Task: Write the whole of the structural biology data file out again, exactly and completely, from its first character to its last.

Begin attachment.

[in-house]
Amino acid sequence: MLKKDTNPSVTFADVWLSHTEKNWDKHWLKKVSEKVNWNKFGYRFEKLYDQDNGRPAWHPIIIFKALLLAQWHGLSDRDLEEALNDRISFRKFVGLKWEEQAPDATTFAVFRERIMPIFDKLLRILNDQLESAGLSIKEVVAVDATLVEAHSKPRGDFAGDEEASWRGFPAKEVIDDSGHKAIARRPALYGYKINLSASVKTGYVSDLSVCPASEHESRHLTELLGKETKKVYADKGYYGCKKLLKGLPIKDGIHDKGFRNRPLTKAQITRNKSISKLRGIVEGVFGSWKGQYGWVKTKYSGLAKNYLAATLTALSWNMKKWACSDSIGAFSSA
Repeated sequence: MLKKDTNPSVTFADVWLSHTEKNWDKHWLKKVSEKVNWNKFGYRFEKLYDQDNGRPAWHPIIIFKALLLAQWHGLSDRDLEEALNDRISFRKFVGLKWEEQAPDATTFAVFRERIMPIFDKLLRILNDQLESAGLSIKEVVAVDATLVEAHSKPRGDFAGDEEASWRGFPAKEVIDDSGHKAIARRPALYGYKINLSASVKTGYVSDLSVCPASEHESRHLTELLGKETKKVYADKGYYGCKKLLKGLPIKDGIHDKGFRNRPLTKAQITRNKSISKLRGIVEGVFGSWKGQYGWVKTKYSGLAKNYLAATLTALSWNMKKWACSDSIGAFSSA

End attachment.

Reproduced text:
[in-house]
Amino acid sequence: MLKKDTNPSVTFADVWLSHTEKNWDKHWLKKVSEKVNWNKFGYRFEKLYDQDNGRPAWHPIIIFKALLLAQWHGLSDRDLEEALNDRISFRKFVGLKWEEQAPDATTFAVFRERIMPIFDKLLRILNDQLESAGLSIKEVVAVDATLVEAHSKPRGDFAGDEEASWRGFPAKEVIDDSGHKAIARRPALYGYKINLSASVKTGYVSDLSVCPASEHESRHLTELLGKETKKVYADKGYYGCKKLLKGLPIKDGIHDKGFRNRPLTKAQITRNKSISKLRGIVEGVFGSWKGQYGWVKTKYSGLAKNYLAATLTALSWNMKKWACSDSIGAFSSA
Repeated sequence: MLKKDTNPSVTFADVWLSHTEKNWDKHWLKKVSEKVNWNKFGYRFEKLYDQDNGRPAWHPIIIFKALLLAQWHGLSDRDLEEALNDRISFRKFVGLKWEEQAPDATTFAVFRERIMPIFDKLLRILNDQLESAGLSIKEVVAVDATLVEAHSKPRGDFAGDEEASWRGFPAKEVIDDSGHKAIARRPALYGYKINLSASVKTGYVSDLSVCPASEHESRHLTELLGKETKKVYADKGYYGCKKLLKGLPIKDGIHDKGFRNRPLTKAQITRNKSISKLRGIVEGVFGSWKGQYGWVKTKYSGLAKNYLAATLTALSWNMKKWACSDSIGAFSSA